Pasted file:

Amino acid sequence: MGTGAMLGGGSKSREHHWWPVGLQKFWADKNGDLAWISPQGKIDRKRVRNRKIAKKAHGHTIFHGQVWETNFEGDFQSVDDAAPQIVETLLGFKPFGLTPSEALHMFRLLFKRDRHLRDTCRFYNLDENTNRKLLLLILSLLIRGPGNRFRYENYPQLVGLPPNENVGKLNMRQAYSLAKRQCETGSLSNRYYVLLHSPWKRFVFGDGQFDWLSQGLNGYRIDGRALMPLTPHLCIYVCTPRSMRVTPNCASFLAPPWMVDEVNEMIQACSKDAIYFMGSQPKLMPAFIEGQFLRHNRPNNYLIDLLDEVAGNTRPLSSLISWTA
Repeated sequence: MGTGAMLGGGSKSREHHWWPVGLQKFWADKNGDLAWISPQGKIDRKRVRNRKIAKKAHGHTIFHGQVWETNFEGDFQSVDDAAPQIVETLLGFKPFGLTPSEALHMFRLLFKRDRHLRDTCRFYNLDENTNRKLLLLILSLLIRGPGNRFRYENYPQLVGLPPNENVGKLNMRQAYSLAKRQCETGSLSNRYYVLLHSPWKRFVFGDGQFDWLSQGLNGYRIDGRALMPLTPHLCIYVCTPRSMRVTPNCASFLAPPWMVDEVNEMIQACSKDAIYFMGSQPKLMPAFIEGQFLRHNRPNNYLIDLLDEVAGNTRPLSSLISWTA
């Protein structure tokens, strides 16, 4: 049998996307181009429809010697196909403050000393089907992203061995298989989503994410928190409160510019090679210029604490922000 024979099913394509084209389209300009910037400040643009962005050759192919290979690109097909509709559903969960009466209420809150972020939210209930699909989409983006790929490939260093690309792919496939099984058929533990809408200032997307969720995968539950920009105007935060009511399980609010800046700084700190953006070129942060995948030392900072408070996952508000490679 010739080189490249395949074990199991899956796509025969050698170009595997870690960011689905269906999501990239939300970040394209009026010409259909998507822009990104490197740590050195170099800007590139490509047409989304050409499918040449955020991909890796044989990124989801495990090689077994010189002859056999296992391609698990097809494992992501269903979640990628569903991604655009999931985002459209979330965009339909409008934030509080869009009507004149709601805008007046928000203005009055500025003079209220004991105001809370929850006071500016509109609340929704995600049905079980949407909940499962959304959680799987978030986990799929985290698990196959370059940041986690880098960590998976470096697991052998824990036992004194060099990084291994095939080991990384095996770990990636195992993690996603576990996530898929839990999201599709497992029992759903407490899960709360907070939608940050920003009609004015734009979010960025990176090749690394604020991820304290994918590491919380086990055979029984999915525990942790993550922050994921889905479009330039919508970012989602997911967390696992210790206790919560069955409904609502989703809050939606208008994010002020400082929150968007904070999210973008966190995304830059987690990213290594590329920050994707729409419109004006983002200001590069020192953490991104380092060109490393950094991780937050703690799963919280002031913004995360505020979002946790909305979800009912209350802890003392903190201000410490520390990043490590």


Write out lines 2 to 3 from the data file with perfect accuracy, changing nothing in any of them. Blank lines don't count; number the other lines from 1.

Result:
Repeated sequence: MGTGAMLGGGSKSREHHWWPVGLQKFWADKNGDLAWISPQGKIDRKRVRNRKIAKKAHGHTIFHGQVWETNFEGDFQSVDDAAPQIVETLLGFKPFGLTPSEALHMFRLLFKRDRHLRDTCRFYNLDENTNRKLLLLILSLLIRGPGNRFRYENYPQLVGLPPNENVGKLNMRQAYSLAKRQCETGSLSNRYYVLLHSPWKRFVFGDGQFDWLSQGLNGYRIDGRALMPLTPHLCIYVCTPRSMRVTPNCASFLAPPWMVDEVNEMIQACSKDAIYFMGSQPKLMPAFIEGQFLRHNRPNNYLIDLLDEVAGNTRPLSSLISWTA
């Protein structure tokens, strides 16, 4: 049998996307181009429809010697196909403050000393089907992203061995298989989503994410928190409160510019090679210029604490922000 024979099913394509084209389209300009910037400040643009962005050759192919290979690109097909509709559903969960009466209420809150972020939210209930699909989409983006790929490939260093690309792919496939099984058929533990809408200032997307969720995968539950920009105007935060009511399980609010800046700084700190953006070129942060995948030392900072408070996952508000490679 010739080189490249395949074990199991899956796509025969050698170009595997870690960011689905269906999501990239939300970040394209009026010409259909998507822009990104490197740590050195170099800007590139490509047409989304050409499918040449955020991909890796044989990124989801495990090689077994010189002859056999296992391609698990097809494992992501269903979640990628569903991604655009999931985002459209979330965009339909409008934030509080869009009507004149709601805008007046928000203005009055500025003079209220004991105001809370929850006071500016509109609340929704995600049905079980949407909940499962959304959680799987978030986990799929985290698990196959370059940041986690880098960590998976470096697991052998824990036992004194060099990084291994095939080991990384095996770990990636195992993690996603576990996530898929839990999201599709497992029992759903407490899960709360907070939608940050920003009609004015734009979010960025990176090749690394604020991820304290994918590491919380086990055979029984999915525990942790993550922050994921889905479009330039919508970012989602997911967390696992210790206790919560069955409904609502989703809050939606208008994010002020400082929150968007904070999210973008966190995304830059987690990213290594590329920050994707729409419109004006983002200001590069020192953490991104380092060109490393950094991780937050703690799963919280002031913004995360505020979002946790909305979800009912209350802890003392903190201000410490520390990043490590």